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Sometimes a Situation Requires a little more than Horse Sense!

There once was a horse who lived on a farm with other farm animals.  There were two goats, three sheep, a pig, a handful of chickens, and a milk cow.  Each of these animals were an important part of the farm family’s, the MacDonald’s, livelihood, providing food and other products for use and trade.  Now, as most people know, horses are the smartest of all the farm animals and this horse was no exception.  As a matter of fact, she was smarter than the average horse, having the ability to look at a situation and finding a solution to address it.  

Now a situation did arise that required all the intelligence the horse could muster – the entire MacDonald family fell ill of a contagious disease and was unable to care for the farm and its animals.  Eggs needed to be collected, the pig fed, the cow and goats milked, the sheep sheared, the barn yard cleaned, and the fences mended but the family was incapable of doing any of it.  So the horse began to devise a plan to help the MacDonald’s by taking care of the farm.  But it soon became clear that as smart as the horse was,  she could not devise a plan that assured all the farm chores were done in a timely and orderly manner.

As the hours then days began to slip by the situation became dire.  The farm was becoming chaotic and, as anyone who has spent time on a farm knows, chaos is the last word that should describe a farm.  Finally, in desperation, the horse began to do the farm work herself.  She tried to collect the hens eggs but found she to often dropped them or simply broke them in her teeth.  She attempted to feed the pig but couldn’t stomach the smell of the mush.  She even tried to milk the cow and the goats but got kicked because her hoofs hurt the utters too much.  Instead of helping the MacDonald’s, the horse was making the situation worse.  It seemed the more she tried to do herself the worse the farm became.  She was desperate to help but didn’t know what to do.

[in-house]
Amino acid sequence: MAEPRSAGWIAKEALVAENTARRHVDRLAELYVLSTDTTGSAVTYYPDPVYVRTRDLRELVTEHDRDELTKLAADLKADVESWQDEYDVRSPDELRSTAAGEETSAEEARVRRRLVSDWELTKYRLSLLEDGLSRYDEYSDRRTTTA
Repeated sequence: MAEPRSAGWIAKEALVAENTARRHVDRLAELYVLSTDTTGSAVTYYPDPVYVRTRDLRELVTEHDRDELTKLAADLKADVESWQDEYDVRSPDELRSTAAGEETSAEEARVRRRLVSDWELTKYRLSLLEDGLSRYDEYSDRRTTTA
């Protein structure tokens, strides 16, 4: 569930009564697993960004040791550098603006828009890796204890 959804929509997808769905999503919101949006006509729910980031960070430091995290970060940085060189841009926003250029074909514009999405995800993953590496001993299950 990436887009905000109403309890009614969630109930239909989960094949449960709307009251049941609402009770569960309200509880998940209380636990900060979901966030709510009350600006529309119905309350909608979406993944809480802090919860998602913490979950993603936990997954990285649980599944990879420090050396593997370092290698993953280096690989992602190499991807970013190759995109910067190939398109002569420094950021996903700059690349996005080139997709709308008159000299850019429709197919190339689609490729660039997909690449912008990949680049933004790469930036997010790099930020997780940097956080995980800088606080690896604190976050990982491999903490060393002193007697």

Then when things were at their lowest point, the pig came to the horse and said, “I know you want to help the MacDonald’s but so do I and so do all the other farm animals.  If for no other reason than to make sure there are no more broken eggs rotting in the barnyard, or utters rubbed raw. You see it’s in our best interest as well to have the farm taken care of.  But you haven’t asked for our help, you haven’t allowed us to do the work we’re capable of doing.  Instead you’ve tried to do it all yourself.  

Even though I’m not as intelligent as you, I’m very hungry and that’s driven me to think about and devise this recommendation.  First, because you’re the oldest and smartest animal in the farm you need to be our leader.  As our leader, you must bring all the animals together and explain the situation so we’re all in the same pen together. Then ask for our help. Lead us in figuring out the work only we can do because we have the gifts, abilities and experiences to do it right and on time.  Finally support and encourage us in our work.  Assist us in moving any rocks that stand in our way, help us think through difficult situations, and make sure we’re all working together.  

If you can lead us in this way I’m sure we can help you bring order back to our farm.  But if you insist on doing all the work yourself, the situation will continue to get worse and we’ll all suffer, including the MacDonald’s.” 

So the horse listened to the pig and carried out his recommendation.  And before too long the farm started to turn around. The chickens decided to lay their eggs right in the egg baskets thus avoiding extra handling.  The cow milked the goats and the goats milked the cow since both understood the delicate and sensitive work milking is.  And the pig started to clean the barn yard up of all the rottening eggs and other debris, bringing order to the yard and at the same time fixing himself a fine meal.